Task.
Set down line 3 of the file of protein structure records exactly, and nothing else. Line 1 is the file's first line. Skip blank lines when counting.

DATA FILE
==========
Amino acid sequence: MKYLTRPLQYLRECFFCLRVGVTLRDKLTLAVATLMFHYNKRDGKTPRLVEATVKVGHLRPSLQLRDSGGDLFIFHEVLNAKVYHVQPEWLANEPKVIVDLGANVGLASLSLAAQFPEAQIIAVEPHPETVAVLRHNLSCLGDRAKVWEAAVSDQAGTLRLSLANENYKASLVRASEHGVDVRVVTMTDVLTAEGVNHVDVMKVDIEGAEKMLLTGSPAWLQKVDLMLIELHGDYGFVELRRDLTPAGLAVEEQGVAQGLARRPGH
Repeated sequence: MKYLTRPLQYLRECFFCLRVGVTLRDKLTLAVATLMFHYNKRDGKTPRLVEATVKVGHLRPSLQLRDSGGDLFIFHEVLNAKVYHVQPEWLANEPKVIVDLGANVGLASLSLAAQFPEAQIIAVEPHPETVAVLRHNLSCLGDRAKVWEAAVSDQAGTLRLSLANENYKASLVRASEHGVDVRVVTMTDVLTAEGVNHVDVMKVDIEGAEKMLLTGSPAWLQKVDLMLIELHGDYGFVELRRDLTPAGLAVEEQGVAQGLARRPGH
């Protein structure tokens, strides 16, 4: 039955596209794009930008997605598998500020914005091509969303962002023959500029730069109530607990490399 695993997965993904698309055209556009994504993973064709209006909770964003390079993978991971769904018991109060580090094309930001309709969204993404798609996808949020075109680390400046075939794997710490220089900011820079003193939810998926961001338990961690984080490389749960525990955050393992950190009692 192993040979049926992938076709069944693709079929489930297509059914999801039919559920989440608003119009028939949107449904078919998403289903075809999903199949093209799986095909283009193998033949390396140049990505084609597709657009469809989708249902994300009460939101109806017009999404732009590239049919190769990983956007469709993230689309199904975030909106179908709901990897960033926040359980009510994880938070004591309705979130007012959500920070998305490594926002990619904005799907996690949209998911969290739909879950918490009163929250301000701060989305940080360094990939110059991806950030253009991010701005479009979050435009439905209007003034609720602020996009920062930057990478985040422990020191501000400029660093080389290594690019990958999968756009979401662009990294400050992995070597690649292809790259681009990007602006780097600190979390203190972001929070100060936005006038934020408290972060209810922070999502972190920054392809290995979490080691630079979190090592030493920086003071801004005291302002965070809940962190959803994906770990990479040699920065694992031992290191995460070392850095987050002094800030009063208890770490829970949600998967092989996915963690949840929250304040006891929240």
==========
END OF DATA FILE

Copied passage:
């Protein structure tokens, strides 16, 4: 039955596209794009930008997605598998500020914005091509969303962002023959500029730069109530607990490399 695993997965993904698309055209556009994504993973064709209006909770964003390079993978991971769904018991109060580090094309930001309709969204993404798609996808949020075109680390400046075939794997710490220089900011820079003193939810998926961001338990961690984080490389749960525990955050393992950190009692 192993040979049926992938076709069944693709079929489930297509059914999801039919559920989440608003119009028939949107449904078919998403289903075809999903199949093209799986095909283009193998033949390396140049990505084609597709657009469809989708249902994300009460939101109806017009999404732009590239049919190769990983956007469709993230689309199904975030909106179908709901990897960033926040359980009510994880938070004591309705979130007012959500920070998305490594926002990619904005799907996690949209998911969290739909879950918490009163929250301000701060989305940080360094990939110059991806950030253009991010701005479009979050435009439905209007003034609720602020996009920062930057990478985040422990020191501000400029660093080389290594690019990958999968756009979401662009990294400050992995070597690649292809790259681009990007602006780097600190979390203190972001929070100060936005006038934020408290972060209810922070999502972190920054392809290995979490080691630079979190090592030493920086003071801004005291302002965070809940962190959803994906770990990479040699920065694992031992290191995460070392850095987050002094800030009063208890770490829970949600998967092989996915963690949840929250304040006891929240």